One of a kind: Publicist Suzie Howie will not be forgotten

The cast of Forum. Image by Jeff Busby
Suzie Howie was most recently working on publicity for Forum, which opens tomorrow. Image by Jeff Busby

The Australian theatre scene is in shock this afternoon following the passing of legendary publicist Suzie Howie.

Howie worked for three decades on some of the country’s biggest musicals including Cats, Les Miserables, Jersey Boys and The Phantom of the Opera. More recently, she was an integral part of the publicity and media juggernauts Wicked and Mary Poppins, two of the biggest shows to reach Australian shores in decades.

Whilst Howie had been battling illness for some years, there will be shock amongst the tight-knit industry today.

She recently moved into the Palliative Care Unit at the Kyneton District Hospital and was working up on the publicity for A Funny Thing Happened on the way to the Forum until two weeks ago, when her husband took her laptop and phone from from her. Forum is currently in previews and will open tomorrow night at Her Majesty’s Theatre, Melbourne.

When she died last night, it was the conclusion of a seven year cancer battle.

Suzie Howie. Images by Kurt Sneddon

Howie, primarily based in Melbourne, and Sydney’s Judith Johnson essentially ran theatre in this country for the best part of 30 years. Now, Australian theatre has lost the two doyennes of the industry.

The country’s leading producer, John Frost, said the loss of Suzie Howie would be felt profoundly.

“She was a shining star in my life, always funny, generous and thank God totally outrageous,” he said in a statement.

“The industry has lost a person who lived and loved being the best at what she did…Thank you Suzie for being a total original.”

Tributes have begun to flow for the publicity Queen with long-time theatre agent Les Solomon penning this moving eulogy:

Doing big theatrical shows in Australia is and always will be a battle. The most important person in getting the word on the show to the public is the publicist and in Australia there were two women who did this better than anyone – Judith Johnson and Suzie Howie. Judith sadly died six years ago on the eve of the opening of the show for which she was working at the time, Priscilla, Queen of the Desert and yesterday Suzie Howie left us, working until the last minute on A Funny Thing Happened on the Way to the Forum which opens this Saturday night.

Suzie was a dynamo and impossible to replace, I had many happy memories of working with her. Most recently, when I had been out of journalism for some years working as a theatrical agent and she knew I had taken to writing a small column for AussieTheatre, she invited me to the opening of Mary Poppins in Melbourne. She treated me like a king – she always knew how to treat people with respect and love.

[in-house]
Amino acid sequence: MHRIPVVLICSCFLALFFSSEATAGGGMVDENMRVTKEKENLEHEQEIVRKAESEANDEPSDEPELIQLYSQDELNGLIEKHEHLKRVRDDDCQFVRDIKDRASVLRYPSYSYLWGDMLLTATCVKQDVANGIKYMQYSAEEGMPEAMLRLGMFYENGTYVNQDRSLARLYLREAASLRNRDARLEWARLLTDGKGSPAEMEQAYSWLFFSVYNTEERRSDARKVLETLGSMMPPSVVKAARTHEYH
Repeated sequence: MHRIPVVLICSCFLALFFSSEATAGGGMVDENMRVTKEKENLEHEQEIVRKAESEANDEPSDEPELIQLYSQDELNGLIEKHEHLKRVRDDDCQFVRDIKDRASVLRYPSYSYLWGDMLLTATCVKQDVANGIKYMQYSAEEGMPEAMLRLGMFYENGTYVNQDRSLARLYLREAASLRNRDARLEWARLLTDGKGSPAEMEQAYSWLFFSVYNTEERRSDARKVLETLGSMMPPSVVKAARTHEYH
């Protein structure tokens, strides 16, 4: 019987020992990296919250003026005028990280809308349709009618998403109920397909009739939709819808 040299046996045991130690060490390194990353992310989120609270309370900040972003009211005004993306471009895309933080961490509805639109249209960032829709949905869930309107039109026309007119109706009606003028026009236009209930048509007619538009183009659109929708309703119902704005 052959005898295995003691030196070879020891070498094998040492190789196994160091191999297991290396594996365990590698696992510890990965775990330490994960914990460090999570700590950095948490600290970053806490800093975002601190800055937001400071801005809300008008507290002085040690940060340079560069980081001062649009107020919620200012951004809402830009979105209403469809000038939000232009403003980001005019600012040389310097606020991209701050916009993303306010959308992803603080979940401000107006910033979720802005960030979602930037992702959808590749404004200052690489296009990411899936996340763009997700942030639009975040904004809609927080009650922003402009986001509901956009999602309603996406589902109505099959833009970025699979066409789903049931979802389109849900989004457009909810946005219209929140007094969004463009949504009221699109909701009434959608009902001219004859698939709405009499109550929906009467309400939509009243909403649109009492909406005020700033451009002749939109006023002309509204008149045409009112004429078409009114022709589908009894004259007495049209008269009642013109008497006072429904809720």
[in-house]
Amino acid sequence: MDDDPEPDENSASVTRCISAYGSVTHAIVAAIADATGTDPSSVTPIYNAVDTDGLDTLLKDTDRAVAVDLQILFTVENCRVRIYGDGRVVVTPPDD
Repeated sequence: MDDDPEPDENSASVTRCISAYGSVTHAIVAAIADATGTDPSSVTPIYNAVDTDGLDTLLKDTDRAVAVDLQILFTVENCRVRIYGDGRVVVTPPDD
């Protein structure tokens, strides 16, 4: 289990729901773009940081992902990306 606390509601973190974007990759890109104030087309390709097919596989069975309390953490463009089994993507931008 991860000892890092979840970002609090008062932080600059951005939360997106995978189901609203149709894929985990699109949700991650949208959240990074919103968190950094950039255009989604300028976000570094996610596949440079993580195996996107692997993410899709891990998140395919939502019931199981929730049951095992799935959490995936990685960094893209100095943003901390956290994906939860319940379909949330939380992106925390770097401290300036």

My greatest memory of Suzie was in 1987 when Les Miserables first opened in Australia. I broadcast my Macquarie Network radio show live for three and a half hours from the opening night party. Suzie spent the entire night shuffling people over to the broadcast table from the actors to Prime Ministers and international producers. She did the whole exercise with such love and a sense of fun, as she did with everything. She is an impossible act to follow, we will miss her forever.

Other tributes include heartfelt messages from actors, media personalities, and colleagues.

2UE and 3AW entertainment reporter Peter Ford told 3AW it was a devastating day for the entertainment industry.

She did it better than anybody… we’re talking about the big shows – Peter Ford

Amanda Harrison, who starred as Elphaba in Wicked, said on Twitter:

RIP Suzie Howie. This lady looked after me so well.

Jo Litson, a long-time theatre journalist also tweeted:

I will miss her and her manic enthusiasm and energy. We had some great trips together. Sad day.

3AW broadcaster Neil Mitchell said she would be missed.

She publicised more than 600 shows, drama, opera, ballet. She knew the greats of the industry before they were great, and she IS one of the greats of the industry.

Despite the enormous grief being felt across the industry, Howie did not want a public funeral. In the end, she wanted her passing to be in total contradiction to what she did for a career.


2 thoughts on “One of a kind: Publicist Suzie Howie will not be forgotten

  • That’s a shock. As a theatre reviewer in Newcastle, I had regular dealings with Suzie over several decades, including several exchanges of correspondence in January, when Love Never Dies was in Sydney. She was always supportive and never pushy, even when I gave a show a less than glowing review. Ave Suzie!

  • Dearest Suzie. We grew up in theatre together, watched Australians take the world by storm, and you always laughed loudest and longest about the silliest things. What a gift. Ciao possum. Laugh on. Hugs. Maureen


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